Looking The Movie: EW review, farewell
Looking was never supposed to be “the gay Girls,” but in its 2014 debut on HBO in the post-Dunham timeslot, Michael Lannan’s dramedy was pegged from the start with a presumed characterization that the show never delivered on, nor should have had to, throughout its far-too-short two-season run.
Perhaps that’s the reason why Looking was never properly found by a wide audience, but those who did stick with the show found something of comfort in its central trio of young gay men (Jonathan Groff, Frankie J. Alvarez, and Murray Bartlett) navigating modern romance in San Francisco—and it’s the open wounds of those fans that the gift of Looking: The Movie aims to serve. As 90 short minutes attempt to wrap up the final threads the show introduced over two seasons but never quite concluded in its sophomore finale, the looming question is one that any series finale faces: What constitutes a satisfying ending, especially for a show given a decisive opportunity to craft one?
The “film” — which essentially reads as a lengthy Patrick-centric episode — charts a three-day wedding weekend that forces the Frisco homecoming of Groff’s perennially indecisive protagonist, who fled the city months prior to hit reset on his life (which crumbled following the implosion of his relationship with his boss, Kevin, played by Russell Tovey). To reveal any more about what Patrick’s friend group looks like when he returns — particularly, who’s getting married — would be to spoil the whole reprise visit, since the nature of Looking’s dramatic foibles has always lied less in shocking TV twists and more in the consequences of our everyday, almost insignificant choices. But the spoiler-free version is this: Loose plot points are indeed tied up, and some lingering fan-service questions (like the story of when Patrick and Dom hooked up in the past) are delightfully answered — but not for everyone.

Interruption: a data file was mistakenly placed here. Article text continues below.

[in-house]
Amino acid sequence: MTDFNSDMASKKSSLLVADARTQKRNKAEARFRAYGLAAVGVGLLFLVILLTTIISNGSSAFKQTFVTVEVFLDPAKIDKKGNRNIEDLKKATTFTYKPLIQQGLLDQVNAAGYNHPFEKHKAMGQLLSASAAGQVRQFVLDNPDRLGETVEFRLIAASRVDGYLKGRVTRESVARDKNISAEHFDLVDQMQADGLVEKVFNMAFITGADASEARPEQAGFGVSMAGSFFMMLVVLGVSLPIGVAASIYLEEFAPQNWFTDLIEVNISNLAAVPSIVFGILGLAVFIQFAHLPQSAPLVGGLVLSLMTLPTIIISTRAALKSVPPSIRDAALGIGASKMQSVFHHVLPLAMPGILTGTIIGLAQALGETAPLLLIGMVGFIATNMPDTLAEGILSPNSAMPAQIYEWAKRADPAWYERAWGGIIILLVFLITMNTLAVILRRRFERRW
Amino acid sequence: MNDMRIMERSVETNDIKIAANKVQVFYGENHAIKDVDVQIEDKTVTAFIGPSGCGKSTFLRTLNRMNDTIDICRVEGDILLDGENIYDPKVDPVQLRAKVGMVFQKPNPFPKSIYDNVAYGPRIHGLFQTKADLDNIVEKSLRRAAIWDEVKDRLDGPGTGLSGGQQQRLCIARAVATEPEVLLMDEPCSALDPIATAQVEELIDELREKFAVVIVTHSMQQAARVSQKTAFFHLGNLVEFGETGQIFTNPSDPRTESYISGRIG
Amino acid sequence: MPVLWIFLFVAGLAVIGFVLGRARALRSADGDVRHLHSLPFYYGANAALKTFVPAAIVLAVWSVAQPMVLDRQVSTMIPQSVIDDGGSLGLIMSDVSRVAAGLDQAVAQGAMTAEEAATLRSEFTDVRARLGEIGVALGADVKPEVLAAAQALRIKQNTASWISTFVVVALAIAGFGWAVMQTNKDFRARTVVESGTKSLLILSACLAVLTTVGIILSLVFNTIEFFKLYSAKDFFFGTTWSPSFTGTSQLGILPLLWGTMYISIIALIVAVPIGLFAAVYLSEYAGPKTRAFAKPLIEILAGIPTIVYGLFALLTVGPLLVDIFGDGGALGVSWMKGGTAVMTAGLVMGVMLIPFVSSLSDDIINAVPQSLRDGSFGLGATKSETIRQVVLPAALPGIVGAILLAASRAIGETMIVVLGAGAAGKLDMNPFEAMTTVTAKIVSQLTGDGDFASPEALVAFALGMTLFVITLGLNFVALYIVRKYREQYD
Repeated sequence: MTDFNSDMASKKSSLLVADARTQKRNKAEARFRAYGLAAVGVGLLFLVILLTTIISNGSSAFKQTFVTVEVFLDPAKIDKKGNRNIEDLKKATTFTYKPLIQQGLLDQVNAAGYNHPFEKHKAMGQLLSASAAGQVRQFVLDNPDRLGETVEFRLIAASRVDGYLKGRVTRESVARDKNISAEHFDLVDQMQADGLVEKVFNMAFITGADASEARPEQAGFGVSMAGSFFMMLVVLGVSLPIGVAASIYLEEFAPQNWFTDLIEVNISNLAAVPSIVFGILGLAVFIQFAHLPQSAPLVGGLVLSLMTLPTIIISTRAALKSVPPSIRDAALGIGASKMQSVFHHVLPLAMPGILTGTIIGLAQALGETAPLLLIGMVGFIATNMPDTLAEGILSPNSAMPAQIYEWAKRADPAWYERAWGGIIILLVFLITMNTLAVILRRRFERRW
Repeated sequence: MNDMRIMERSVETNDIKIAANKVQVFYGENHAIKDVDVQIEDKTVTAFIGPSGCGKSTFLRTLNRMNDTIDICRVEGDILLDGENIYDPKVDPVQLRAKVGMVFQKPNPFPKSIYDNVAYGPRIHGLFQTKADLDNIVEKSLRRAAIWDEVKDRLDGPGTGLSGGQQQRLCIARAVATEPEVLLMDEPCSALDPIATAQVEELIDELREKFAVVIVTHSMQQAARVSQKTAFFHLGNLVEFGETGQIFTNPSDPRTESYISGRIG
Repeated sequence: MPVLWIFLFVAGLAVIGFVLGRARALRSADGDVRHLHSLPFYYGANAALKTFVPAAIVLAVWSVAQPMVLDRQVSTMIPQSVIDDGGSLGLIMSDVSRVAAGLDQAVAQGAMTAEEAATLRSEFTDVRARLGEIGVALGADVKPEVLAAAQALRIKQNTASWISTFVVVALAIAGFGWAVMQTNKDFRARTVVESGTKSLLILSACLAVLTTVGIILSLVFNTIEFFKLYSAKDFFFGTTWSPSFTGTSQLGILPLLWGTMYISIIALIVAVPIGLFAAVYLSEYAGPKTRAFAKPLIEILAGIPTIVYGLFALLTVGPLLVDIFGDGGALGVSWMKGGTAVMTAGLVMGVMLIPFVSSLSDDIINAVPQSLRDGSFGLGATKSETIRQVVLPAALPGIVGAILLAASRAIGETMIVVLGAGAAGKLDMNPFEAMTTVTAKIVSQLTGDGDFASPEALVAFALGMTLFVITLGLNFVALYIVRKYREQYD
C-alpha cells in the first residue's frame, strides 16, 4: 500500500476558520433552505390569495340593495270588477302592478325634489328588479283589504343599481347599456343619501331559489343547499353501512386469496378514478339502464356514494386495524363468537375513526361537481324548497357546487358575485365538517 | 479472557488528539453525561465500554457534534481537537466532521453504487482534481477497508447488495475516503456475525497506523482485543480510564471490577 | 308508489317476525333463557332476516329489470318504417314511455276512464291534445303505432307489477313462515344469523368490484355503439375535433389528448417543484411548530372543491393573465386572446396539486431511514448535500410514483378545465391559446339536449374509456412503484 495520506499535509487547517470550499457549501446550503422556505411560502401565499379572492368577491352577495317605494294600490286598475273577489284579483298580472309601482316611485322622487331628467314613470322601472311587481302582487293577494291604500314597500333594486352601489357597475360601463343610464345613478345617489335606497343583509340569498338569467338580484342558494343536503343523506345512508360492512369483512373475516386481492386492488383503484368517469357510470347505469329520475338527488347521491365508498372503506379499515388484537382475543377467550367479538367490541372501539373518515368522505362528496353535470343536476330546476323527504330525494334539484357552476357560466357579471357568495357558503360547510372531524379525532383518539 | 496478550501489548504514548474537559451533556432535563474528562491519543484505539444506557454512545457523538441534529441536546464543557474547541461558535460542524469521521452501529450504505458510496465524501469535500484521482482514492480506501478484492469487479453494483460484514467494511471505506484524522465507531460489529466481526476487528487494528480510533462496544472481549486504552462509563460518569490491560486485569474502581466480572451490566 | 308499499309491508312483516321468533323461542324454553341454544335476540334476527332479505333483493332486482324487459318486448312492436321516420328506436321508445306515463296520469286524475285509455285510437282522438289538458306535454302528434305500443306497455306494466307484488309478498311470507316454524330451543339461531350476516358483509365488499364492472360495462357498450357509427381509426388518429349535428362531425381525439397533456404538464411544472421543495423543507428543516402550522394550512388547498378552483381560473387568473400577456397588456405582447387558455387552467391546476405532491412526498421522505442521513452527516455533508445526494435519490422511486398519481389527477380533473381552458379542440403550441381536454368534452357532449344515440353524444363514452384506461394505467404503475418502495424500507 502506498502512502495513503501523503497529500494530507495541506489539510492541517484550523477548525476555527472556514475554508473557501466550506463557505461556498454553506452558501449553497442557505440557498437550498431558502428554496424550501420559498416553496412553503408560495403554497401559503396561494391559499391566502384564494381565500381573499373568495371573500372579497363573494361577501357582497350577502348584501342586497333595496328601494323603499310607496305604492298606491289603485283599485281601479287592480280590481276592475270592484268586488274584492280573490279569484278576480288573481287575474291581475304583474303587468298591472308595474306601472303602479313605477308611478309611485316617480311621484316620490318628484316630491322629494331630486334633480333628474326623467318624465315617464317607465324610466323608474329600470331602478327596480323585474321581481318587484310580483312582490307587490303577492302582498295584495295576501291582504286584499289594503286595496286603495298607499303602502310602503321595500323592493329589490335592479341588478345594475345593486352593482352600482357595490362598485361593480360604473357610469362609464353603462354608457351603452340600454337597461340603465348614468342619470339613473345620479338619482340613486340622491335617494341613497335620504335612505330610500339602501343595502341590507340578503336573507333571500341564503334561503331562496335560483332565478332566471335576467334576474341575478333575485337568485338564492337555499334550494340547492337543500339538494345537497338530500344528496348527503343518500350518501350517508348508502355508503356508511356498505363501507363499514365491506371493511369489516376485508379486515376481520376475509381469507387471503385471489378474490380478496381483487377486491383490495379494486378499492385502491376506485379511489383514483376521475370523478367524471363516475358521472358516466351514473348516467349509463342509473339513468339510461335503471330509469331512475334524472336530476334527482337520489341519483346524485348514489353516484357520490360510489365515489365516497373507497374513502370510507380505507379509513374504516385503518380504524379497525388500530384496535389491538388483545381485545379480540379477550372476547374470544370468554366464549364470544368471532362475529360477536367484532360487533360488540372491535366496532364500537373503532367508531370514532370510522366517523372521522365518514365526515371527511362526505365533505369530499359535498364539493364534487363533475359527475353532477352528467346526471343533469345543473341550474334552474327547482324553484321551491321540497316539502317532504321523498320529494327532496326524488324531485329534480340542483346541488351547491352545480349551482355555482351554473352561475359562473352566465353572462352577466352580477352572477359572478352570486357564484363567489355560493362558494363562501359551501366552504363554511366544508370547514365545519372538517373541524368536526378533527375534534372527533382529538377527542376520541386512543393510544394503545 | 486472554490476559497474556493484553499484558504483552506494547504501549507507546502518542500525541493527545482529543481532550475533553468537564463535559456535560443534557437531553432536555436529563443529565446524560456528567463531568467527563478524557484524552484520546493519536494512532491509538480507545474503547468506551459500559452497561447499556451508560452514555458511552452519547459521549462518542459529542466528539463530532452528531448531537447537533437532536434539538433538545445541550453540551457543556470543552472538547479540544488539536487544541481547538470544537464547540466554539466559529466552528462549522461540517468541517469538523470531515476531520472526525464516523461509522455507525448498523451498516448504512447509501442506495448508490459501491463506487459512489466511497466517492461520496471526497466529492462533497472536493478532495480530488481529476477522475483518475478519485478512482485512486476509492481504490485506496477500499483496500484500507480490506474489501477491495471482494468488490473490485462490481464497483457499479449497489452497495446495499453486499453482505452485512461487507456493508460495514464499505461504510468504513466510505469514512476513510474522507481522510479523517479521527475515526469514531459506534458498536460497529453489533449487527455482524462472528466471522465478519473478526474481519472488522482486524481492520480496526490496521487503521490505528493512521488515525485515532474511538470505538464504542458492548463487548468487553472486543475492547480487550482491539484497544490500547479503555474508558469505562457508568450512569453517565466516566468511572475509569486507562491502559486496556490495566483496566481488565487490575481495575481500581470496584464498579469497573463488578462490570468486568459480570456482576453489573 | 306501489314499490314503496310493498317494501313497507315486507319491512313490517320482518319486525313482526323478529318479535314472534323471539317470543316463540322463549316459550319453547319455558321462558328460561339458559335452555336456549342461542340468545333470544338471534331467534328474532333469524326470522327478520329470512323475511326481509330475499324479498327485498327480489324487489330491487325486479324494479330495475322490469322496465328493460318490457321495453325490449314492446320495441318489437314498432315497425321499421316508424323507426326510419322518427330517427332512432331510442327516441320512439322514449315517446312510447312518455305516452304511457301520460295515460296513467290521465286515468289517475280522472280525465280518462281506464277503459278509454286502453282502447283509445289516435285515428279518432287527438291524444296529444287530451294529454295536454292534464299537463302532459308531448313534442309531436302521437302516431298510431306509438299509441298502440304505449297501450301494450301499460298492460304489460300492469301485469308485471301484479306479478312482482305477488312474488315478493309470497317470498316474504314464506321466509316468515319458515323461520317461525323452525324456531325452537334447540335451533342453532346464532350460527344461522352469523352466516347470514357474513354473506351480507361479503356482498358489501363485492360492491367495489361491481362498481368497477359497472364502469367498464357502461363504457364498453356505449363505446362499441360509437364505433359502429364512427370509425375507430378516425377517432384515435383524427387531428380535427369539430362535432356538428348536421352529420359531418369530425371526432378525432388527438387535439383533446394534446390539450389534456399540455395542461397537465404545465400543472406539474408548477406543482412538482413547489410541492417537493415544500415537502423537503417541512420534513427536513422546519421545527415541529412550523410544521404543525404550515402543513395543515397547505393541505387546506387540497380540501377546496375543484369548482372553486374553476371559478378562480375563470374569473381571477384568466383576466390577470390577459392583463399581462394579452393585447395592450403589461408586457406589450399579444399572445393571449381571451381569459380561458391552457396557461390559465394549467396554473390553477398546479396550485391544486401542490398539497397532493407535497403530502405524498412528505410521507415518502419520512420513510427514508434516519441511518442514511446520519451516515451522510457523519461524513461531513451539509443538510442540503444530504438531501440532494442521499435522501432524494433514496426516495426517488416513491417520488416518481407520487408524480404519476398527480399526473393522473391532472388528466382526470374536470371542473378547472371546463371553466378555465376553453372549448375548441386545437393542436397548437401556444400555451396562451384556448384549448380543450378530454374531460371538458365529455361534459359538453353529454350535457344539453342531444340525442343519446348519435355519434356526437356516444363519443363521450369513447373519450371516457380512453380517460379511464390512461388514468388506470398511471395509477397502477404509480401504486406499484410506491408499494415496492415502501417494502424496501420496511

Patrick gets a tease of a happy ending, so to speak, but it’s not particularly happy, nor is it particularly an ending. (Given the fickleness of the character, there’s an argument to be made that Patrick is unlikely to even stick with his choice anyway.) With the movie, as in the series itself, Lannan and director/producer Andrew Haigh assume the audience’s prime interest lies in Patrick’s reconciliation of his life choices (an arc accompanied by so many mentions of the phrase “closing the chapter,” it’s easy to lose count). In particular, they hinge the entirety of this reunion special on Patrick’s romantic decision — which seems reductive in and of itself. There was always more to Looking than Patrick’s heart, even if the show didn’t realize it.
As a result of the focus on Patrick’s romance, supporting characters get a mere percentage of screen time, and it’s their stories which deserve far more closure than this weepy wrap-up affords. Agustin takes a large step in his life, but it’s treated unceremoniously; Dom get little more than a quick status update on his restaurant (and a very unsettling mention of his temporarily unresolved love life). Both check-ins skirt the surface of both characters’ underlying drama, which is particularly tragic for a character as especially layered as Dom, whom I would argue serviced the best part of the show. (Doris, meanwhile, offers a single bit of news that’s perhaps the best and worst example of the film’s unfortunate treatment of its featured faces.)